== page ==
In the age of social media, tortious conduct can easily arise between people in different states. What recourse does a litigant have when they are seeking to obtain jurisdiction over someone who has harmed or wronged them from another state and is not able to be served in New Jersey? A recently published Chancery Division case in New Jersey addressed this novel issue.
In K.A. v. J.L., 2016 N.J. Super. LEXIS 166 (Ch.Div. Apr. 11, 2016) (approved for publication May 10, 2017) the Plaintiffs were adoptive parents of Z.A. The defendant was posting on Facebook that he was the biological father of Z.A. and posting edited photographs of Z.A. on Facebook. The plaintiffs filed an order to show cause to enjoin the defendant from contacting them and Z.A., and to compel the defendant to remove information pertaining to Z.A. from his Facebook page. The plaintiffs were unable to serve the defendant at his last known address in Pennsylvania.
The issue presented was whether the court was able to assert personal jurisdiction over the defendant by an order to show cause and complaint served on Facebook. It is well established that a court cannot assert jurisdiction over an out-of-state defendant unless such defendant has engaged in contact with the forum state. Waste Mgmt. v. Admiral Ins. Co., 138 N.J.106 (1994). Activities done out of state but which can be considered a “contact” within the state are those that the actors knew would have effects in the forum state. World-Wide Volkswagen Corp. v. Woodson, 444 U.S. 286, 311 (1980). This means that jurisdiction could be found over out of state defendants whose out-of-state conduct targeted an in-state resident, making the forum state the “focal point of the harm.” See Calder v. Jones, 465 U.S. 783, 789 (1984); Toys "R" Us, Inc. v. Step Two, S.A., 318 F.3d 446 (3d Cir. 2003). Whether that jurisdiction is found to be general or specific depends upon whether the defendant’s activities are “continuous and systematic”. Personal jurisdiction also requires that service of process must be effectuated on the defendant; meaning, they must be served with the complaint personally. However, if a reasonable, good faith attempt to personally serve a defendant is unsuccessful, then Rule 4:4-4(b)(3) provides that “any defendant may be served as provided by court order, consistent with due process of law."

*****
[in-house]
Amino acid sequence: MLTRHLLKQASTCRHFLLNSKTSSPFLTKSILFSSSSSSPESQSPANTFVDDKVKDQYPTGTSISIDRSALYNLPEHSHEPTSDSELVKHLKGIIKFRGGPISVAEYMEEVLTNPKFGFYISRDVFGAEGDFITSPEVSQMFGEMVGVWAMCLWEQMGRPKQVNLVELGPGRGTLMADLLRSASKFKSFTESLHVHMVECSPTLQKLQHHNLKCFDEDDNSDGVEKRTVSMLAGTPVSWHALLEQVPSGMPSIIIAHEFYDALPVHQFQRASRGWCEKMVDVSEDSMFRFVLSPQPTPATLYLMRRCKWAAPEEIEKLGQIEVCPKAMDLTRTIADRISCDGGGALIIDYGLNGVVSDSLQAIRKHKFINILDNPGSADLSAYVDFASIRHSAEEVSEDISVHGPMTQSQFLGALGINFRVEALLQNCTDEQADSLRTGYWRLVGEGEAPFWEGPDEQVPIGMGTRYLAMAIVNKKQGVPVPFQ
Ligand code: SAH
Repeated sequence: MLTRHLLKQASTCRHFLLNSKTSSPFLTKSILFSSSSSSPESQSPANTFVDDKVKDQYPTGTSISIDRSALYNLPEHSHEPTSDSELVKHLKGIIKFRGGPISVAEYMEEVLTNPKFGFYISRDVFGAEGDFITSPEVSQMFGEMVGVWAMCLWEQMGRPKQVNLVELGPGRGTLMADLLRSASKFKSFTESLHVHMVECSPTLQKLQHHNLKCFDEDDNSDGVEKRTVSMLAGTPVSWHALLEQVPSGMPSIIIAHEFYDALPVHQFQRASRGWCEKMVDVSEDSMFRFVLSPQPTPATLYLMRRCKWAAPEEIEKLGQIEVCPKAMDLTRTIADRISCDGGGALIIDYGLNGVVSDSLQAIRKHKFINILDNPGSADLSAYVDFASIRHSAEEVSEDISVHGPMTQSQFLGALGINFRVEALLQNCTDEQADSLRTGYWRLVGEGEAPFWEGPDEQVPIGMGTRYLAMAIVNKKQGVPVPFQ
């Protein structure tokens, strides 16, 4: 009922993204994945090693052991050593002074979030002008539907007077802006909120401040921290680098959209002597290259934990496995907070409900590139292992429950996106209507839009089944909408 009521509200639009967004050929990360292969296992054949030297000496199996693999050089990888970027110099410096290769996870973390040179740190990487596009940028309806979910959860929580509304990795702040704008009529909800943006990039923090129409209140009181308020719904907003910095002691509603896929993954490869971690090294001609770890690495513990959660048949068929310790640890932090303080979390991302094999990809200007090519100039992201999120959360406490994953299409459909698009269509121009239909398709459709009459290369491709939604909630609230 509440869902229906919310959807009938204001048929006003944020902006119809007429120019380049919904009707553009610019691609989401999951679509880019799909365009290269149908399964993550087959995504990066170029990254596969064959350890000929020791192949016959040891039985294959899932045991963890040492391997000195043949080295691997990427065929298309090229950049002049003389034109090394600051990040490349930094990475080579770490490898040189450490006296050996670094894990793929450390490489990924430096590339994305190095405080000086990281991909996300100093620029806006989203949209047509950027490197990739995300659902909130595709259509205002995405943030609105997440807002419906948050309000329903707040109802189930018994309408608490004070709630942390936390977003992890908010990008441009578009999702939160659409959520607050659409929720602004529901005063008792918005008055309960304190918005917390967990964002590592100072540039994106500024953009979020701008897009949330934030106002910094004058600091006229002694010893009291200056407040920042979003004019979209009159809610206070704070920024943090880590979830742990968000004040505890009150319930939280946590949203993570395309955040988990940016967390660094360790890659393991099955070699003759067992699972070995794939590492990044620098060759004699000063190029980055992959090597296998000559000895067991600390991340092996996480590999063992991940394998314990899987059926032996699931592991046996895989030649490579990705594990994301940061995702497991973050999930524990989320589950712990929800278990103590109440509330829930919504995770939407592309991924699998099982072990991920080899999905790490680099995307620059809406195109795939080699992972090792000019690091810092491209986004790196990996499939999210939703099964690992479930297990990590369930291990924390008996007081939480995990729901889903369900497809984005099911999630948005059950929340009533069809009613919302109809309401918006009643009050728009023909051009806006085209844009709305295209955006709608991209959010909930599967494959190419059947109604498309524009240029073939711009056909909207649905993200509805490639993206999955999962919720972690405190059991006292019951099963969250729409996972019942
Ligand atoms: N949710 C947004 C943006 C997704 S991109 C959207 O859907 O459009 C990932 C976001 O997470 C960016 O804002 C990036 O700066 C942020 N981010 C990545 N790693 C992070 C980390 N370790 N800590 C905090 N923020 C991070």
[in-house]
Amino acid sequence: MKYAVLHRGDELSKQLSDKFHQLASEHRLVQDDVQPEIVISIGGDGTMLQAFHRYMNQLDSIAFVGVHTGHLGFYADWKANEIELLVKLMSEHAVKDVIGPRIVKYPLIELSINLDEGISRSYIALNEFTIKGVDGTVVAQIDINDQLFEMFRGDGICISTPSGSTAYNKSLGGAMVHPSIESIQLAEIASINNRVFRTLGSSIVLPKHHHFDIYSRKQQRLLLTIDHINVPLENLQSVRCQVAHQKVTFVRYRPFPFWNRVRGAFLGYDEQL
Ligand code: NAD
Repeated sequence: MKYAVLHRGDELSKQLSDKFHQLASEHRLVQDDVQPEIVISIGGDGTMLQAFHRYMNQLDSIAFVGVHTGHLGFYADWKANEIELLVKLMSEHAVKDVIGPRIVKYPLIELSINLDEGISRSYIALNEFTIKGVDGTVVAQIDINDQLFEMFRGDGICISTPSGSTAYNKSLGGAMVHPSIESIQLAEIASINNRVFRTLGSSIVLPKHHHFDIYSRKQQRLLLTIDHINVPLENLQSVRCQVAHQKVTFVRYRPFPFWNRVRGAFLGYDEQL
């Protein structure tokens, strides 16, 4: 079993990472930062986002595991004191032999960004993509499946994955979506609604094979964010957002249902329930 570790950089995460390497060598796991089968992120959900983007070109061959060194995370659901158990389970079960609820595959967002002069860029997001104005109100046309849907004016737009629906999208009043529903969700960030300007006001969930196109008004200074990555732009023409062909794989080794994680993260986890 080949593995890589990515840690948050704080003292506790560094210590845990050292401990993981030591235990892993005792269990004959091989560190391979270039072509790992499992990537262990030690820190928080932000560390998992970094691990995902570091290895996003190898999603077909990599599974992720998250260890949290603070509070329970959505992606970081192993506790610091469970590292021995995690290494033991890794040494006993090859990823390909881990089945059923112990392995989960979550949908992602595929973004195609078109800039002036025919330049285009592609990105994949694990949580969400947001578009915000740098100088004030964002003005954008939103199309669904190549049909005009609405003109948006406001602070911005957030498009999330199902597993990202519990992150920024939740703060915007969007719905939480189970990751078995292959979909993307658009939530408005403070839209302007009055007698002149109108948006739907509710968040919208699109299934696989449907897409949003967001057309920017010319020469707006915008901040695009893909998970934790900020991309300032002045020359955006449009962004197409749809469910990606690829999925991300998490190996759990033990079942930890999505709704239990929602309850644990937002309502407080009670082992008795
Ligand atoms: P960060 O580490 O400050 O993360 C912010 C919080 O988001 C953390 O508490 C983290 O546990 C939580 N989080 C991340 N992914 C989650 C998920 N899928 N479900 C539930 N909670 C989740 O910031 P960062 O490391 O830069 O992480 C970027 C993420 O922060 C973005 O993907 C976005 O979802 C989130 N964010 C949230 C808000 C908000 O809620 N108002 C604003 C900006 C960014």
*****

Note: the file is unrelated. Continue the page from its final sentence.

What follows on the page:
The court in K.A. v. J.L. found that service of process via Facebook is, in certain circumstances, satisfactory. In that case the court found that because the defendant’s Facebook and Instagram accounts were the “sole conduits of the purported harm,” meaning the conduct alleged to have occurred only happened on Facebook and Instagram, then service via Facebook was reasonable to advise the defendant of the action against him and to give him an opportunity to defend himself against those claims. There was recent activity on the defendant’s Facebook account and therefore it was reasonable to believe he received the documents served by that method. The court appeared to give weight to the fact that Facebook messages allowed the sender to see if the recipient opened the message and therefore it can be determined whether the recipient is on notice of the contents of the message. The court was satisfied that the only method of service available to the plaintiffs was via Facebook, as it could not be accomplished personally or by mail. Additionally, the defendant even acknowledged receipt of the summons and complaint. The court found that the fundamentals of due process were satisfied.
This decision is significant in that people located outside of New Jersey should be aware that their actions against people located in New Jersey on Facebook, and possibly other forms of social media, could be enough to establish personal jurisdiction over them in New Jersey, and also that they could be served with a lawsuit via Facebook message if other forms of process are unsuccessful.
Juliann M. Alicino has significant experience litigating civil matters, including in the areas of general liability, automobile liability, construction liability, insurance coverage, and commercial litigation. Should you have any questions or have any litigation needs, please do not hesitate to contact Ms. Alicino at firstname.lastname@example.org or (732) 545-4717.